CoverGirl and Grammy-nominated singer Janelle Monae admits she loves the city of Atlanta, Georgia– she’s just not as fond of the traffic there. “It gets crazy,” says the relocated Kansas City native. “Atlanta is a progressive city, and it’s progressing very well.” The same can be said for Monae and her career.
Acclaimed by music and entertainment critics around the world for her uniquely artistic approach to songs, stellar stage performances, and role model professionalism, the Bad Boy/Atlantic recording artist is being given the keys. Driven to be more than a celebrity, Janelle Monae is using her talent as a vehicle to inspire.
SoulTrain.com: Have you been anywhere with traffic worse than Atlanta?
Janelle Monae: Oh yes; LA! I would never live in LA, it’s just too chaotic. The traffic to me was fifteen times worse than Atlanta! I couldn’t take it.
SoulTrain.com: I’m sure your hometown Kansas City was much calmer. No traffic jams, no wicked tornadoes.
Janelle Monae: Okay, now you’re talking about the Wizard of Oz! I get it.
SoulTrain.com: Was it a big adjustment for you going from Kanas City to Atlanta?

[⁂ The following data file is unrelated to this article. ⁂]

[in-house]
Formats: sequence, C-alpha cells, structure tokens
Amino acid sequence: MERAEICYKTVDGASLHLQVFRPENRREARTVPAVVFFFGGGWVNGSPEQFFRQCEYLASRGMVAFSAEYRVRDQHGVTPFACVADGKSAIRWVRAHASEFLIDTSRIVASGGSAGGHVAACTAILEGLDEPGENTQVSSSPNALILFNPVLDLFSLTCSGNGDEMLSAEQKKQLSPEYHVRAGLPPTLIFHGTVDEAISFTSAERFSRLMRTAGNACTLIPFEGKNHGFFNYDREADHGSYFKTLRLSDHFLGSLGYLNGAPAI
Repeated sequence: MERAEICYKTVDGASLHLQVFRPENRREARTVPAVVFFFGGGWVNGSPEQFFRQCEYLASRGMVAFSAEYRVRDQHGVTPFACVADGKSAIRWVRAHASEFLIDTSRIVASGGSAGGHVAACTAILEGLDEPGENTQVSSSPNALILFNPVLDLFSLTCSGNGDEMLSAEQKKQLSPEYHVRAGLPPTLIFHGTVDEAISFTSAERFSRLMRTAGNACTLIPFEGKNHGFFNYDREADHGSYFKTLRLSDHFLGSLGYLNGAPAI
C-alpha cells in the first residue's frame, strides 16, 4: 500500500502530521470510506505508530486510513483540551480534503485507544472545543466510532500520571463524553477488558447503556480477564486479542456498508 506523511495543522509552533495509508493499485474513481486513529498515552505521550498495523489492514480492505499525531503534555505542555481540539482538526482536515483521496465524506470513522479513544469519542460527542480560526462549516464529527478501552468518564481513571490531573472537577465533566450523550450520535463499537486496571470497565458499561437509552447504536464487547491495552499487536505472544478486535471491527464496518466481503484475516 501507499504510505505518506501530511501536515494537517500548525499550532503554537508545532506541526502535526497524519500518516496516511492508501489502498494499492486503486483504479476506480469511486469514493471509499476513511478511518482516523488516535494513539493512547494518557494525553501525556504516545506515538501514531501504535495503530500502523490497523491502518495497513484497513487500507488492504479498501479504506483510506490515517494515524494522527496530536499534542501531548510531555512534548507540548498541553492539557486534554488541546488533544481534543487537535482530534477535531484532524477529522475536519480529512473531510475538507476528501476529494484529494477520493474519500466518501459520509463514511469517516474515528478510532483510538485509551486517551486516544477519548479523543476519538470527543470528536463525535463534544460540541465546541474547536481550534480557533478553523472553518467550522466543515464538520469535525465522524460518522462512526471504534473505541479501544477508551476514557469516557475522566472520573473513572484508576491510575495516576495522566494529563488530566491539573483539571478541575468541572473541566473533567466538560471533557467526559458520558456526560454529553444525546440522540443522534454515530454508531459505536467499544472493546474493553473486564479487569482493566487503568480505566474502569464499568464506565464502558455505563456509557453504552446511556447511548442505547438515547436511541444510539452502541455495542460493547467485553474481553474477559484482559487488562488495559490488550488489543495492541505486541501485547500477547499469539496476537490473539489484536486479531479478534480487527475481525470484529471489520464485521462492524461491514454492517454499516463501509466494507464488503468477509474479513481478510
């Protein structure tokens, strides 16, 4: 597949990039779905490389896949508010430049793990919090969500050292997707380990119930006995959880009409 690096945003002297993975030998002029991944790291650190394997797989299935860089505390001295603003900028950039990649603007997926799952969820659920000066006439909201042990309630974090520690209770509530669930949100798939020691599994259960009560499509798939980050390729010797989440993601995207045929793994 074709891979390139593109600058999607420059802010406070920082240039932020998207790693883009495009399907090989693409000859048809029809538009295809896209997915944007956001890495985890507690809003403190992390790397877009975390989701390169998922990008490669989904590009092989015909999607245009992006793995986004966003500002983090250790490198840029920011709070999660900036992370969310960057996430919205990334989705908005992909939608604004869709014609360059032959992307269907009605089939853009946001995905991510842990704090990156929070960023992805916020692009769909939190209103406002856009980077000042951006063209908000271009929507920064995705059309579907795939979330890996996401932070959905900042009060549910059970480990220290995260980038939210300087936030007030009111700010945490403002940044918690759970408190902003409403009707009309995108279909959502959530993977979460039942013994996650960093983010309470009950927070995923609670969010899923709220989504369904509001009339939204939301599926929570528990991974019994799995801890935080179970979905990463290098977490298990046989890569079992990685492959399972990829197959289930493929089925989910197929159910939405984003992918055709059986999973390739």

Janelle Monae: It was! I’m from Wyandotte County, born and raised there. And I moved from there after I graduated from high school to attend school in New York.
SoulTrain.com: You attended American Musical and Dramatic Academy in New York. Leaving home and moving there had to be like going to an entirely different world!
Janelle Monae: New York and Kansas were totally a contrast! They aren’t anything alike! But I wanted to study musical theater because I wanted to be on Broadway.
SoulTrain.com: New York is believed to be the ideal place for those studies.
Janelle Monae: Well, I got a little disappointed. I started doing auditions there and was type-cast because of my skin color. I was looked at as an African-American girl. There weren’t a lot of plays that were supposedly for me outside of AIDA, The Lion King, The Wiz if it comes back, things of that nature. It was discouraging because everybody and their momma had done those roles.
SoulTrain.com: What types of roles were you expecting or wanting to land?